What is occasionalism, causation?

What is occasionalism, causation?

June 27, 2021 Off By Felso

Occasionalism or causation is a system of philosophy that argues that God is the only real cause of all events, and that all other things that appear to man as ’causes’ are aranes that reflect God’s will and actions. For example, occasionalism explains that physical events in the body are an occasion for God to activate the mind and vice versa.

Distinction between “True Cause” and “Instrumental Cause”

It is possible to briefly explain the doctrine of occasionalism (eng. occasionalism, Fr. occasionalisme), which is generally associated with Malebranche, as follows: As opposed to the idea that an effect is attributed to an earlier cause by means of knowledge and observations obtained through experience, the first of any two physical phenomena is necessary (true) the doctrine that there can be no cause, that appearance is nothing more than conjecture, but an intermediate cause.

In this teaching, the “necessary cause” is none other than God, who created everything out of nothing and is omnipotent (Mautner 2005: 437). When we look at its short history, it is seen that Descartes’ idea of ​​repairing the doctrine of double substance lies at the base of the teaching, and his first arguments are taken from him (Clarke 2000: 143).

Dutch philosopher Arnold Geulincx(1624-1669), French Gerauld de Cordemoy and Malebranche, who are known as very strong Cartesians, are prominent names with occasionalism. Some of the names of French philosophy, such as Antoine Arnauld (1612–1694), Clauberg and la Forge, are also mentioned as contributors to this teaching.

Malebranche’s occasionalism should not be separated from the doctrine of knowledge. Because the issue of causality in a way constitutes an important part of the knowledge problem. On the one hand, a necessary, ontological connection is established between cause and effect, and on the other, there are discussions about whether there is a necessary connection between both phenomena and whether it can be known or not. One of the pioneers of those who represent the second view is undoubtedly Malebranche. It can be said that this issue is the most original point of Malebranche philosophy.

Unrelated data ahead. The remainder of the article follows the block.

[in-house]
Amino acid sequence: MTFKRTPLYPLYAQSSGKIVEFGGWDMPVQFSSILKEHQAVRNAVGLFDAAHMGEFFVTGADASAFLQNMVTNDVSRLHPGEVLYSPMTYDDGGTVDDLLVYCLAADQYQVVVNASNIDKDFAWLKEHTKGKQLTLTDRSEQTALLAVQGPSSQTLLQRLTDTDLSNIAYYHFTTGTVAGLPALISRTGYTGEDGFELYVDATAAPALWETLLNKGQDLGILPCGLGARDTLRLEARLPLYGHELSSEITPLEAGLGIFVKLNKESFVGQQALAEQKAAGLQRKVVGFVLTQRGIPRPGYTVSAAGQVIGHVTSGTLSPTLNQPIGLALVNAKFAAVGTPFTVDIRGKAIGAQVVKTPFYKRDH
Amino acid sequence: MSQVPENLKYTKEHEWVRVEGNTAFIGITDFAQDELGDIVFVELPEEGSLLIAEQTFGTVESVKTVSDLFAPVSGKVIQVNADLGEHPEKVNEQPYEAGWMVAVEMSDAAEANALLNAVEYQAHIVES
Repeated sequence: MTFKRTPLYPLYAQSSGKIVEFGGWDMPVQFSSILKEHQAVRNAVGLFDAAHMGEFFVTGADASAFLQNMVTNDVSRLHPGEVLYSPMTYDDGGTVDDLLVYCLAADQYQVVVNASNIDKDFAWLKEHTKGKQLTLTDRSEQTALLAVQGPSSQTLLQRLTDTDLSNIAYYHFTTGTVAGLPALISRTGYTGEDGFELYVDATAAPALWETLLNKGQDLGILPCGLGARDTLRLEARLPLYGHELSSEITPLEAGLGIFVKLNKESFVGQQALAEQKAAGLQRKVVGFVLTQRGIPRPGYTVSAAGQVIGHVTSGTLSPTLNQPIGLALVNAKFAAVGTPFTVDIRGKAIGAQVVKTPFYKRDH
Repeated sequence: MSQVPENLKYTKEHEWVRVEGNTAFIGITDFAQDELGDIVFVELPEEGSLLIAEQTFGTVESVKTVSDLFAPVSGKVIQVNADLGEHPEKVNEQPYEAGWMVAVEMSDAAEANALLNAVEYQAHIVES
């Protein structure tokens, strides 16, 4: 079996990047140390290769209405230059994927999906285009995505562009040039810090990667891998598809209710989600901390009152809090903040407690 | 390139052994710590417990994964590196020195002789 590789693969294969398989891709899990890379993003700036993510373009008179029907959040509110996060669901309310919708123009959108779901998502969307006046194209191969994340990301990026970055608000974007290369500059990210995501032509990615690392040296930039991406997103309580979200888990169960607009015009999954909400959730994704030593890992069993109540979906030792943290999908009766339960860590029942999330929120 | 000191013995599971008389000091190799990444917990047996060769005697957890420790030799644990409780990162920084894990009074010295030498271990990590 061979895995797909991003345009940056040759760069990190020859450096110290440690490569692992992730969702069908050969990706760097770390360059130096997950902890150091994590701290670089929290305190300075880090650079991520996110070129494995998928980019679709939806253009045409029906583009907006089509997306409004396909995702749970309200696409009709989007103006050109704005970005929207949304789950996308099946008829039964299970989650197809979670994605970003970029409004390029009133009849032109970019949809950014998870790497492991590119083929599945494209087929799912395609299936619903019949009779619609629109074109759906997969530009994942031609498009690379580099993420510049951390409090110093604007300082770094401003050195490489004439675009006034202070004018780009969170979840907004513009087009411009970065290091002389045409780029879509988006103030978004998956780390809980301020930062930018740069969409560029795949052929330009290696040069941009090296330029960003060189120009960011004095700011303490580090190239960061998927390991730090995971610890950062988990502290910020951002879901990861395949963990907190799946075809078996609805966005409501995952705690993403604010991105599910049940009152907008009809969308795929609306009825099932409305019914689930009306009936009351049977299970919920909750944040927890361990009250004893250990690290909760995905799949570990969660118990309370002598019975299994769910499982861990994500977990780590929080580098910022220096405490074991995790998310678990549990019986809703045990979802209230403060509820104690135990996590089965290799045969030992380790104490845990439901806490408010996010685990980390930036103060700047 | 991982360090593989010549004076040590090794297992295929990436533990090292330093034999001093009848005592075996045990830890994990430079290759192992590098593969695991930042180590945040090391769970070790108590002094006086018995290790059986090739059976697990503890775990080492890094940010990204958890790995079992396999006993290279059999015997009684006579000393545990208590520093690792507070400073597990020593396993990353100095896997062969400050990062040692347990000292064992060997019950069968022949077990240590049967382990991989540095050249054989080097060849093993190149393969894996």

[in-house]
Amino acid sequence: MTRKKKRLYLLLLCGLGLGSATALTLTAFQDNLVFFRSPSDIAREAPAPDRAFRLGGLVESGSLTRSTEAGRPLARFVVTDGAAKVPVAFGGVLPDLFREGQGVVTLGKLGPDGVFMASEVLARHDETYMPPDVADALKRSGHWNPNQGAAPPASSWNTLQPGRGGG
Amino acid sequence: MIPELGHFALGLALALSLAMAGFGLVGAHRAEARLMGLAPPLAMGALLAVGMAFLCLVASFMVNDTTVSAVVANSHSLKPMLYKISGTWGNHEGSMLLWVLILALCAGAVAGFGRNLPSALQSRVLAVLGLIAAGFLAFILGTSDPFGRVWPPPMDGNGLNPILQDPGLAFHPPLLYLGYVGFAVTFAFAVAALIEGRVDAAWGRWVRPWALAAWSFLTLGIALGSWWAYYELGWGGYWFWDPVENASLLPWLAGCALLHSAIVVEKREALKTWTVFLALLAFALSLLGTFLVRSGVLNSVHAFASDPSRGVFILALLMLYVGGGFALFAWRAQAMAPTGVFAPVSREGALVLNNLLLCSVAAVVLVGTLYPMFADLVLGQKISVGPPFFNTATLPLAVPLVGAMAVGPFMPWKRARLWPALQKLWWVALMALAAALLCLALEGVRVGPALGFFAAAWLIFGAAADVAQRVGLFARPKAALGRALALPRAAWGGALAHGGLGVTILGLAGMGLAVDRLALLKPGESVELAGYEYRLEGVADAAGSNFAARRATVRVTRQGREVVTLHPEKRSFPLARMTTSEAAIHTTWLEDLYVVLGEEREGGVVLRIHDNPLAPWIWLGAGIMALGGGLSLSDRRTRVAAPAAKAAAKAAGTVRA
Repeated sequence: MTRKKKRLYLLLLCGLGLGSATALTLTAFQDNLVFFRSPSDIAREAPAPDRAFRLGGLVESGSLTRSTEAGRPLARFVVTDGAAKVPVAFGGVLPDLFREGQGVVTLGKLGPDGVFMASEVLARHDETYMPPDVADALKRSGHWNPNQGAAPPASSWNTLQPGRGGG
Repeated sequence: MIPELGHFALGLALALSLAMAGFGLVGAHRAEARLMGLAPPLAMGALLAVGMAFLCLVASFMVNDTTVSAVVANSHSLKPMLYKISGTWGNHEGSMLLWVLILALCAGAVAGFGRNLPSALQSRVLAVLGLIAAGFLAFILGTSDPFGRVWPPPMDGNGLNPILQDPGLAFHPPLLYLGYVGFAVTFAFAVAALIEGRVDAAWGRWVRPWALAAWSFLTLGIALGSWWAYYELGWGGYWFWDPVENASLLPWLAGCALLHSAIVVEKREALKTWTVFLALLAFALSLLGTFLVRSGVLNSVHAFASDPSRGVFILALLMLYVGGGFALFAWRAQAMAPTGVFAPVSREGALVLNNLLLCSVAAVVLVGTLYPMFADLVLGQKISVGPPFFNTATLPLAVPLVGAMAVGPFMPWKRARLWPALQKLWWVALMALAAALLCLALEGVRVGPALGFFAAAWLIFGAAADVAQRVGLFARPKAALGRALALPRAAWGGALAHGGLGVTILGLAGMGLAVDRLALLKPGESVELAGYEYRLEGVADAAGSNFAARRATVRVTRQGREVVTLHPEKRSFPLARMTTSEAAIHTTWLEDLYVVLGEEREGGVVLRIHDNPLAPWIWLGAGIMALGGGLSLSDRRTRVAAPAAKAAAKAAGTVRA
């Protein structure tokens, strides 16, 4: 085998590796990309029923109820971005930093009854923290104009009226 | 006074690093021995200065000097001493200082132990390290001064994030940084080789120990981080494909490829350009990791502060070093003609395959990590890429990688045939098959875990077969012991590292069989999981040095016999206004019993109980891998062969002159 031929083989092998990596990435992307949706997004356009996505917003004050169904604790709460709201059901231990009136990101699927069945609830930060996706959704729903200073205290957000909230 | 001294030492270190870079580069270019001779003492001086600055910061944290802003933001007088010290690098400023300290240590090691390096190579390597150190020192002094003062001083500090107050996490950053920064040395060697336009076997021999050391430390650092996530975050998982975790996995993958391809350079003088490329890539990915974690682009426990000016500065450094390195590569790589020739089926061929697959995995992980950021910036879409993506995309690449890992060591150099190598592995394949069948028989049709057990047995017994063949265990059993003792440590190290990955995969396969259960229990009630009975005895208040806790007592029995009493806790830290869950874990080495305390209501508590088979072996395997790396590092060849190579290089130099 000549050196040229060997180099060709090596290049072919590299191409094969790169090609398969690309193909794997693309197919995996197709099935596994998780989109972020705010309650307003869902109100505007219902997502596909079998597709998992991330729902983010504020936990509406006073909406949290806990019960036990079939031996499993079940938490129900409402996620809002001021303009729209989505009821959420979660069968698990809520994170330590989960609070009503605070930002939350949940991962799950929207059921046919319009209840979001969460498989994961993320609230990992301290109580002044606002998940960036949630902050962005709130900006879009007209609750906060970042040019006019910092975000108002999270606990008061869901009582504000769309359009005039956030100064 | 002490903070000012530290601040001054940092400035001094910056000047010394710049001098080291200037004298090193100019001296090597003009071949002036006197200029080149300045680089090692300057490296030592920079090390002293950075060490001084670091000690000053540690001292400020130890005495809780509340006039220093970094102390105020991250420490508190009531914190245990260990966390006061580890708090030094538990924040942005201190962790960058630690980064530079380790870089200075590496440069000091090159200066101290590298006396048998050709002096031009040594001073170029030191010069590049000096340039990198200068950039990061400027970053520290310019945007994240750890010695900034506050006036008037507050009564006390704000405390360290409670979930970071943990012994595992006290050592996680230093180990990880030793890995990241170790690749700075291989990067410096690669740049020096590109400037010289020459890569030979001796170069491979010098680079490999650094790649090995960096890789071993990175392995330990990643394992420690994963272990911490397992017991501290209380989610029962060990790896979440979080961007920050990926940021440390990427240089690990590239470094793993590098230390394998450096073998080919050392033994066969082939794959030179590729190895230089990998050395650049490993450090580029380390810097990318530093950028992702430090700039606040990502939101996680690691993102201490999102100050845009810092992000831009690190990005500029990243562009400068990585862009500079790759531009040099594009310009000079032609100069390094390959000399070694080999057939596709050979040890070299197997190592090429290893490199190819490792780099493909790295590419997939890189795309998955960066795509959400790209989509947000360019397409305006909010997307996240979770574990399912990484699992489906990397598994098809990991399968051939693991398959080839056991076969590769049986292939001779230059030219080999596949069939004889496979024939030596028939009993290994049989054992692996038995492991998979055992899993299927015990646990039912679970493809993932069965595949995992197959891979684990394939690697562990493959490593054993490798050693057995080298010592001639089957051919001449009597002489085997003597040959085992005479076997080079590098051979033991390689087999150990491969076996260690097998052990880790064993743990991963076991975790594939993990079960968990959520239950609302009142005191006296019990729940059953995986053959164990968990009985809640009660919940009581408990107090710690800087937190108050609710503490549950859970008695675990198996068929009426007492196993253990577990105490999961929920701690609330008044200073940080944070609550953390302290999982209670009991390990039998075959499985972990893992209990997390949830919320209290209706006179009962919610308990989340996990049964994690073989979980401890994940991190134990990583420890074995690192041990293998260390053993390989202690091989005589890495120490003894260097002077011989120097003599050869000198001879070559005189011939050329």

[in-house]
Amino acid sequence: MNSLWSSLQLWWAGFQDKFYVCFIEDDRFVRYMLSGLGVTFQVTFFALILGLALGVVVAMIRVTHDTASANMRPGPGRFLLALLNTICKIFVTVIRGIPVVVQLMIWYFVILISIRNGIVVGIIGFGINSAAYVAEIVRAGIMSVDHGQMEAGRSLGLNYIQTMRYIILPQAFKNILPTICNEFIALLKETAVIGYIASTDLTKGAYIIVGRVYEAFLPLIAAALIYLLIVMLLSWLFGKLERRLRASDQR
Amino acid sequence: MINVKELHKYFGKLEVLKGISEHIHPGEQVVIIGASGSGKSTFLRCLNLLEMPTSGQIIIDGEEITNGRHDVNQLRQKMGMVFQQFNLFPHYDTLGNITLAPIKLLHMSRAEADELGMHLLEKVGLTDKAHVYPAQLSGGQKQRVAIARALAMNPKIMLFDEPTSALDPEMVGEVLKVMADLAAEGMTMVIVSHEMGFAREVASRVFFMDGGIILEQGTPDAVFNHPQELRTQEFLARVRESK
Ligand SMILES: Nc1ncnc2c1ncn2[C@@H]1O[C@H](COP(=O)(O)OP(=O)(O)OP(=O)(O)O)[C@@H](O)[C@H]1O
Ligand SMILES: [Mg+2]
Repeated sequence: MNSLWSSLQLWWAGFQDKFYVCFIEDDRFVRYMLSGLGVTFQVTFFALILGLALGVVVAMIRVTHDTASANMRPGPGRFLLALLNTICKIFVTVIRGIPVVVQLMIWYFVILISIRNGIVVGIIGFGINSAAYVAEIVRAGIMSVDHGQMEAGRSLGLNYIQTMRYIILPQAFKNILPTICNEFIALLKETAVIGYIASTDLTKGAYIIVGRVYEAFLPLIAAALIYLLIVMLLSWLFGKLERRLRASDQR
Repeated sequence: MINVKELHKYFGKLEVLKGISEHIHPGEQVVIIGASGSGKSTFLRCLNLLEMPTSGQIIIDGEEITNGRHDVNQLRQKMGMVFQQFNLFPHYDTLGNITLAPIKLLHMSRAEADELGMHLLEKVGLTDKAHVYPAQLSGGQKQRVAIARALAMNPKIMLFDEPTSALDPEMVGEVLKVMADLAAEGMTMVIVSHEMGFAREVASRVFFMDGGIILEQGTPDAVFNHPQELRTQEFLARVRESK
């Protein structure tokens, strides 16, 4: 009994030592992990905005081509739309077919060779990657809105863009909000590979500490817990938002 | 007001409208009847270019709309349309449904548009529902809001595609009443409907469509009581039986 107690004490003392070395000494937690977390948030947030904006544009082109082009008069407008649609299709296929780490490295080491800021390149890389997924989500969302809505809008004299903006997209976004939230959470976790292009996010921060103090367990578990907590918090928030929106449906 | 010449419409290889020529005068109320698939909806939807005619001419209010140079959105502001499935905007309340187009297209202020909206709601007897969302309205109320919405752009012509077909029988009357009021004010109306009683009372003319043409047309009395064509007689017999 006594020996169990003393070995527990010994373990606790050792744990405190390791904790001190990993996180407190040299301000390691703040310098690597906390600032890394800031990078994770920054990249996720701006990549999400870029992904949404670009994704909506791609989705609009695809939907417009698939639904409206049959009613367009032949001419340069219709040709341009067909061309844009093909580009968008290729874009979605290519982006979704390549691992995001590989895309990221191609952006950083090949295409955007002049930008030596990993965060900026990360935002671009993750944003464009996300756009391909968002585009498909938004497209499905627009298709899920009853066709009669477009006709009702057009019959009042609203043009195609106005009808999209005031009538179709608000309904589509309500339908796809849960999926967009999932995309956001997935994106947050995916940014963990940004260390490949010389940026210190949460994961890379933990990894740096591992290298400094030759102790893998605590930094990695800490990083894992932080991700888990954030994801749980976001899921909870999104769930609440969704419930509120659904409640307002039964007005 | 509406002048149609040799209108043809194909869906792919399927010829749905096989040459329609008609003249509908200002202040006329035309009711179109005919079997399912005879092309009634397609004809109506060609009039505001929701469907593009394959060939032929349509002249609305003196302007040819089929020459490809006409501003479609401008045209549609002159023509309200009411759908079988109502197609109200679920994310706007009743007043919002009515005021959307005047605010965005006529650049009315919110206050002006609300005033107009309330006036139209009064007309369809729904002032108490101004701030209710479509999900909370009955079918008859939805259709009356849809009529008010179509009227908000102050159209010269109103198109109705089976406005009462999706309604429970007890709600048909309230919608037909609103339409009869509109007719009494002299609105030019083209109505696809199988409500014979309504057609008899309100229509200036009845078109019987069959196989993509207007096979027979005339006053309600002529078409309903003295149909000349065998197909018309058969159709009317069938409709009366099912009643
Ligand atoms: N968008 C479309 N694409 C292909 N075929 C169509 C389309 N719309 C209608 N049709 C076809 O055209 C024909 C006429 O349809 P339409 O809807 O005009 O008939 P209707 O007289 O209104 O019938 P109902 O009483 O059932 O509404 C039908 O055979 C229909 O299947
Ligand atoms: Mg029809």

Occasionalism is often associated with Malebranche.
‘Why’ Means Creative Power!

Malebranche put the phrase “The most dangerous mistake in the philosophy of the ancients” in the title of his explanation of causality. He is of the opinion that the fact that any physical object is seen as a reason for bringing out another object means that this object has the characteristics of god. In his opinion, it is futile to look for any other “power” or an active cause in bodies other than their matter, even by any name, and it is a superficial assertion put forward by ordinary philosophers (1997/VI: 91).

Malebranche understands the term cause as an “absolute creator”, a force that creates out of nothing. This is true in the philosophical sense. He, too, undoubtedly observes that what happens in the physical world takes place in a cause-effect relationship. For the “apparent” link between cause and effect, Malebranche uses the phrase “natural cause”. According to Malebranche, the first, i.e., “true divinity” with absolute creative power, and the second, intermediate cause or mediator.

If Malebranche’s distinction between appearance and “truth” is carefully followed, it is understood that he also made a rating in terms of “power”. This interpretation can be considered as a “subordinate deity” power for those who believe in Malebranche and the God of Christianity. However, Malebranche is of the opinion that the widely known cause-effect thought is regarded as “true deity” by philosophers whom he describes as ordinary and Pagan, and by those who follow them. According to the philosopher, here is the real problem. The real concern of Malebranche, who argues that some apparently Christian people will become idolaters unknowingly, out of respect for the philosophies of philosophers who accept a divine power in all material things, is revealed here.
comes out (ibid.).

Malebranche makes his philosophical reasonings entirely in the shadow of the Christian belief, bringing every phenomenon, whether scientific or metaphysical, at the end and interpreting it in terms of this belief. It is worth emphasizing once again that Malebranche’s objection is not to distinguish between the cause of the event occurring in the physical world and the “absolute power” that he attributes to God. There is a great difference between what the thinker calls an “intermediate cause” and what he calls a “necessary cause”. The first is apparent and deceptive, the second is a permanent, “eternal and perpetual” power in “ideas”. Although the first is seen in objects, the second is seen in God, it is “believed” and has a basis in the mind. Since bodily objects, which are thought to be power in themselves, do not have the property of being “adored”, the thing that is accepted as a “forced cause” and that can affect people must be superior to people, says Malebranche (1997/I: 92).

Malebranche, repeating a view parallel to the general belief of monotheistic religions, shows God as “the cause of good and evil”. “For natural causes are by no means the true causes of the evil they seem to do to us. ”(199